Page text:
I seem to have had a permanent To Do list in recent months, either buzzing around in my head or periodically written down – mostly garden related tasks, although I did finally manage to complete two summer dresses, just as we were waving goodbye to summer… Thirteen jars of tomato have been made, which should see me through next year, and after having given away an apple mountain I eventually got round to freezing some for our own consumption, enjoying my favourite apple cake recipe during the process. If I am completely honest with myself it is highly likely that the ever-increasing To Do list is an avoidance strategy for planting the bulbs which arrived from Peter Nyssen nearly a month ago. Yes, I know, it should be on the list as well but I can’t seem to remember how to spell p-l-a-n-t-b-u-l-b-s…
So, what I have been doing instead? Well, looking inside the smaller greenhouse you will see that it is pretty full – of seedlings and cuttings and as yet ungerminated seeds. I was rather tardy with my autumn sowings, and sowed wallflowers and sweet williams far later than I meant to do, and it may be that the only thing ready for planting out before winter will be cornflowers – and although I couldn’t bring myself to plant any hardy annuals out last autumn I really did intend to do so this year, if only to save on space and maintenance and encourage early flowering next year. Hey ho! Along with the usual annuals and winter flowering violas are several perennials, which I am quite excited about, as I have grown only a few of these from seed before. Hopefully it will provide plants for my own garden but also lots of spares for plant sales at my open garden next year. Of the perennials, so far lychnis, oriental poppy and pheasant’s tail grass have been pricked out.
Having rarely propagated from cuttings before, I have been thrilled with the results so far, particularly with starting so late in the season. Stem cuttings of penstemon, salvia and diascia have rooted well with few failures, and root cuttings of phlox are coming on steadily too. The leaf cuttings of sedum, one of which was shown on Wordless Wednesday, took less than a fortnight to start producing their tiny progeny – and these cuttings were only taken on the spur of the moment towards the end of September. I rather wish I had realised earlier how easy the process was – so many salvias could have been rescued!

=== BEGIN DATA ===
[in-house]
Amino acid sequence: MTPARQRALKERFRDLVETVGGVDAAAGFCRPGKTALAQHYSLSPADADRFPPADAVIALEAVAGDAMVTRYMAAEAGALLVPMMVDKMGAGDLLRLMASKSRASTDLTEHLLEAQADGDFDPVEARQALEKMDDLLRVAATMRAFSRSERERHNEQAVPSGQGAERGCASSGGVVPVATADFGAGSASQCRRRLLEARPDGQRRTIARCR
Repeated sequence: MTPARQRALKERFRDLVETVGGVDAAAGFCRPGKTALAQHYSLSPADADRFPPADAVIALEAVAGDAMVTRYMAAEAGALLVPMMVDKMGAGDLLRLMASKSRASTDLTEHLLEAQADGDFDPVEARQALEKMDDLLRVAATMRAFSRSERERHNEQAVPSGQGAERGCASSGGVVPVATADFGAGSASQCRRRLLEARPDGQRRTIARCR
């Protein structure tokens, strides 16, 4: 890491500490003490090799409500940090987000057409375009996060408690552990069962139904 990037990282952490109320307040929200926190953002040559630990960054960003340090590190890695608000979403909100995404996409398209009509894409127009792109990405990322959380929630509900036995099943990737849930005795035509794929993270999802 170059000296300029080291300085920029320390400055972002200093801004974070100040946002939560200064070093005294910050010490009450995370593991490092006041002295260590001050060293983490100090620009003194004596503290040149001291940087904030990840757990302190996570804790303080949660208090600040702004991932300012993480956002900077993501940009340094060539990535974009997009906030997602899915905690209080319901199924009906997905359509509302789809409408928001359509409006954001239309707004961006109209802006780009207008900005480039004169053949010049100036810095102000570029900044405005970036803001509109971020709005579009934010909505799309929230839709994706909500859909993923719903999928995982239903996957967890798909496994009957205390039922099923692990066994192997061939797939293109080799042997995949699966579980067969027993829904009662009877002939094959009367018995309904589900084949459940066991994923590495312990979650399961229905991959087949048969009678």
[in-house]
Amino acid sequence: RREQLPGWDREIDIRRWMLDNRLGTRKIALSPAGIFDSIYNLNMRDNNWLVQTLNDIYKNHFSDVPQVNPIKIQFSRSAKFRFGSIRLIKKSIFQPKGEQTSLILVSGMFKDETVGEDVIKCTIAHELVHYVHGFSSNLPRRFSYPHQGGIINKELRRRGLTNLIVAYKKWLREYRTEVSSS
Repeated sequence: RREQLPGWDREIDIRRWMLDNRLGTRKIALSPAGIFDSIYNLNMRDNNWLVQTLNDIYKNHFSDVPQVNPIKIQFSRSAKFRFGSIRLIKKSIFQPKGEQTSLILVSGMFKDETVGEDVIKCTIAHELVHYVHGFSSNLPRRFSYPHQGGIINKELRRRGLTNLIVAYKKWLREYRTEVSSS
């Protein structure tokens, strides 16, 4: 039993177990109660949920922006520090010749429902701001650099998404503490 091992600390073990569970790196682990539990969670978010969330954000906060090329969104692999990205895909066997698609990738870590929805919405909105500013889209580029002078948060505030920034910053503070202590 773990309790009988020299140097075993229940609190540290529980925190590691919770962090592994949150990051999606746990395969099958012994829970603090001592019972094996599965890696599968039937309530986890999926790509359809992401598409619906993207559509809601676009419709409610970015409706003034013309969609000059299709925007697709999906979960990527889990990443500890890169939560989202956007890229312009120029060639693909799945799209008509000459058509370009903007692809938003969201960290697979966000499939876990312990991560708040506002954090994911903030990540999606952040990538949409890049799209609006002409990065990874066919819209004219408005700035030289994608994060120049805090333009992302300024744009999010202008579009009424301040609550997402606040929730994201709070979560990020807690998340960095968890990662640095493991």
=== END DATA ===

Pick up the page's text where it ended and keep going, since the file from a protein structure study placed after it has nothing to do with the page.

In due course many of these cuttings and seedlings will take their place in the temporary ‘spares’ lodgings, purpose (aka Golfer) made staging set up in the fruit cage where they will be out of the way till needed for the open day – so far I am up to 98 potted and labelled plants, with several other divisions bulking up for my own use.
As space begins running out in the smaller greenhouse, the prospect of being able to swing a cat or two in the larger greenhouse has become more attractive, so on a whim today I cut all the trusses of ripening tomatoes from the plants on the left (and will spread them out to continue the process), allowing me to cut down the plants and remove the stakes to regain access to the staging so plants other than tomatoes can once more be nurtured. When bulb planting starts, some of the bulbs will be planted in pots in the greenhouse so once again the space will be most welcome – perhaps this will prompt me to get started…?
Meanwhile, I am beginning to reassess all the borders with a view to reducing their overall hotchpotchness – none of them have been ‘planned’ as such, and although loosely colour themed it has still been very much a case of acquiring a plant and then finding space for it in an appropriate border. Sometimes it has worked, in an unplanned sort of way, and sometimes it hasn’t – and then there are the gaps – and where there are gaps, plants are more likely flop without the support of another one to lend a shoulder to lean on… I had already taken photographs of the borders to help in this review, but this week took pencil to paper and drew up rough plans of what was already there – this first one shows the four main herbaceous borders, bottom to top on the plan shows the beds from right to left on the photograph below.
It is quite clear from the plans where the gaps are, especially at the exposed edges of the borders, but the exercise has also thrown up where heights are not compatible and where some internal shifting around would be beneficial. Removal of dross too! Together with autumn plant housekeeping, sensible planning over the winter and early 2017 plant purchases should bring some big improvements to cohesion here and the same process will take place in the other borders in due course. Yes, lots To Do!